Sex Education in Montana Schools: An Assessment of the Needs of Sexual and Gender Minority Youth
Year of Award
Master of Science (MS)
Health and Human Performance (Community Health Option)
Department or School/College
Health and Human Performance
Dr. Annie Sondag
Dr. Laura Dybdal, Cynthia Garthwaite
University of Montana
Education | Mental and Social Health | Public Health | Social Policy | Social Work
Youth are particularly vulnerable to infection from HIV and STIs. According to the Centers for Disease Control and Prevention, youth between the ages of 13 and 24 accounted for about 26% of all new HIV transmission cases in the United States in 2010, In young MSM specifically, there was a 22% increase in new infections from 2008 to 2010 (CDC, 2015). Education is one of the factors that plays a role in sexual health practices starting in high schools, yet in Montana there is no clear set of guidelines as to what is covered during sex education classes in the health classroom, especially for topics relating to the sexual and gender minority (LGBTQ+) populations. This study represented one of the first attempts to gather information about the curricula for sexuality education in high schools across the state of Montana. The survey was distributed online via social media sites and through email. Anyone aged 18 to 24 who graduated from high school in Montana was able to participate. Results of this statewide survey revealed that while the majority of respondents perceived all of the topics listed on the survey as very important, many of the topics were only partially covered or not covered at all.. In fact, only 5% of respondents perceived that topics specifically related to LBGTQ+ issues were being fully covered. Fully half of the respondents believed their teachers were uncomfortable teaching sex education and an overwhelming majority believed that their sex education classes were useless. Educators’ apparent discomfort in teaching sex education may contribute to the lack of coverage of many topics and to students’ perceptions that the courses are not helpful. Most importantly, LBGTQ+ respondents reported attempting suicide at more than three times the rate of their heterosexual/cisgender peers when in high school. While not a panacea, it seems reasonable to assume that a sex education curriculum that is comprehensive, inclusive of LGBTQ+ students and taught by teachers who are trained and comfortable talking about the multitude of issues surrounding adolescent sexuality could only enhance the quality of life of students who believe they have no one to whom they can relate and fear others discovering their sexual and/or gender minority status.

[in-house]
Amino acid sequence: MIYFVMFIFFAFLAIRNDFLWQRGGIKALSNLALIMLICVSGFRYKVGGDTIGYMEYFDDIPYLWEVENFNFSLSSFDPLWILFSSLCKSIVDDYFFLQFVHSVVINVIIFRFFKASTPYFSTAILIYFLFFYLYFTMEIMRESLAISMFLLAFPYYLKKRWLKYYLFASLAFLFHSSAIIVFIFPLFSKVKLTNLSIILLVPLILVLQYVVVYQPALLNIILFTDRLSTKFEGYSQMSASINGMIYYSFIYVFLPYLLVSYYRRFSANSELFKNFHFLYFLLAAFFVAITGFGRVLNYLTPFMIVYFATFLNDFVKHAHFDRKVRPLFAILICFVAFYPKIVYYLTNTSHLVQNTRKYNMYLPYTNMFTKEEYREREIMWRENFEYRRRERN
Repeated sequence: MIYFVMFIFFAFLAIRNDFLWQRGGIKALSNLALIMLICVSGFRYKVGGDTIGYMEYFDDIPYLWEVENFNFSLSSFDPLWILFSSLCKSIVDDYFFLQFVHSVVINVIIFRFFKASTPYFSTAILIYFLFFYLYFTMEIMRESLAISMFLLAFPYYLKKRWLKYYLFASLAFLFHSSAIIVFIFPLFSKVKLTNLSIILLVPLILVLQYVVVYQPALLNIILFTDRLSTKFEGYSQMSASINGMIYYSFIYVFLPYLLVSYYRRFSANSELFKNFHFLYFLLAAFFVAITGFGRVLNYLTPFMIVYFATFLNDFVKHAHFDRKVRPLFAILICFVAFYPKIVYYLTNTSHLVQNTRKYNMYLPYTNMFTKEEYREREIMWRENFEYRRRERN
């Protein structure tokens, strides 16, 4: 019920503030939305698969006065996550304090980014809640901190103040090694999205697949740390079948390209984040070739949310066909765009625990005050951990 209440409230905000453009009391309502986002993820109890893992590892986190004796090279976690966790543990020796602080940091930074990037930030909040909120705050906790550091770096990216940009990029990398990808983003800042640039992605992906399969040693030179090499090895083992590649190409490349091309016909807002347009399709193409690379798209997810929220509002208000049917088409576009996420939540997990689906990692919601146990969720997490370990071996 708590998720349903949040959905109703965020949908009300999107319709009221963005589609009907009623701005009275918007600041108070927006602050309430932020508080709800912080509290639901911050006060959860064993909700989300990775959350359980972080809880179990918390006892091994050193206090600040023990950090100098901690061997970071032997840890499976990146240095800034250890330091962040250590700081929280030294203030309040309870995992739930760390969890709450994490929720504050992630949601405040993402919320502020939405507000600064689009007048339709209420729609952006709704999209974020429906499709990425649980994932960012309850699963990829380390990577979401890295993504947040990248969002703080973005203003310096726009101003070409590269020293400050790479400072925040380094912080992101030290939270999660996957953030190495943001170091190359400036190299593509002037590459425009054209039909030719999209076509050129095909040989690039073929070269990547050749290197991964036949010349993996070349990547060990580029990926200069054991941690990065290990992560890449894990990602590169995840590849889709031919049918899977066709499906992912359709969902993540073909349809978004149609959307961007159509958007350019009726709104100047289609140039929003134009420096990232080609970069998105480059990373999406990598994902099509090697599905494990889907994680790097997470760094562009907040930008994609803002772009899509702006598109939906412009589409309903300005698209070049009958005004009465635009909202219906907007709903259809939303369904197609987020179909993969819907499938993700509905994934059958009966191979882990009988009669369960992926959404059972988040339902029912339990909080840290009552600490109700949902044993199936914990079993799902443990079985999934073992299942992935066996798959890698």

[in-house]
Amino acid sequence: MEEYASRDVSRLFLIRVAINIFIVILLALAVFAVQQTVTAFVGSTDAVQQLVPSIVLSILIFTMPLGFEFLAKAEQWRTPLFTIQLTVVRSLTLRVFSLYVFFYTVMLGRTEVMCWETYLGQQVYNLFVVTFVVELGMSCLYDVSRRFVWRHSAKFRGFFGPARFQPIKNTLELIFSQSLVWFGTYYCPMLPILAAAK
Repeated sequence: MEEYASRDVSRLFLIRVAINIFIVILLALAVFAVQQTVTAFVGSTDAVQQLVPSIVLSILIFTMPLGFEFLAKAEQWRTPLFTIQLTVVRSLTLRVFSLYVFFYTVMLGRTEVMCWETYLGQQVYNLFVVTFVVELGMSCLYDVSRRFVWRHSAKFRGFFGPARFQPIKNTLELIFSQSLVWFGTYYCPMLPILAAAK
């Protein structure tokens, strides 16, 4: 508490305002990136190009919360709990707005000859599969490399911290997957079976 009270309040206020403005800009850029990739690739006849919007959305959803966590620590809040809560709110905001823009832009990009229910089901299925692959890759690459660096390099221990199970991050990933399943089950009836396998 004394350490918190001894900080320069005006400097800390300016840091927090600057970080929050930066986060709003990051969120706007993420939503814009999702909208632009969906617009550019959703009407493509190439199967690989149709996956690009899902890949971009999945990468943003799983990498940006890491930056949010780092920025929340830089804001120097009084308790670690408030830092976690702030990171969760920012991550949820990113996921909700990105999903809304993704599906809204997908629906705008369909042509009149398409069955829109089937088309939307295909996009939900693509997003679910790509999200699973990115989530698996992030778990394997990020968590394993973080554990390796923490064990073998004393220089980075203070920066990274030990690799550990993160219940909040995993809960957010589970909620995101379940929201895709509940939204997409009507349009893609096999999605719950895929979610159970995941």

The Montana Department of Public Health and Human Services and other health care organizations may use this information to create interventions that are tailored to the unique needs of the young sexual and gender minority youth population in Montana.
Redinger, Elizabeth A. and Sondag, Annie, "Sex Education in Montana Schools: An Assessment of the Needs of Sexual and Gender Minority Youth" (2017). Graduate Student Theses, Dissertations, & Professional Papers. 10922.
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© Copyright 2017 Elizabeth A. Redinger and Annie Sondag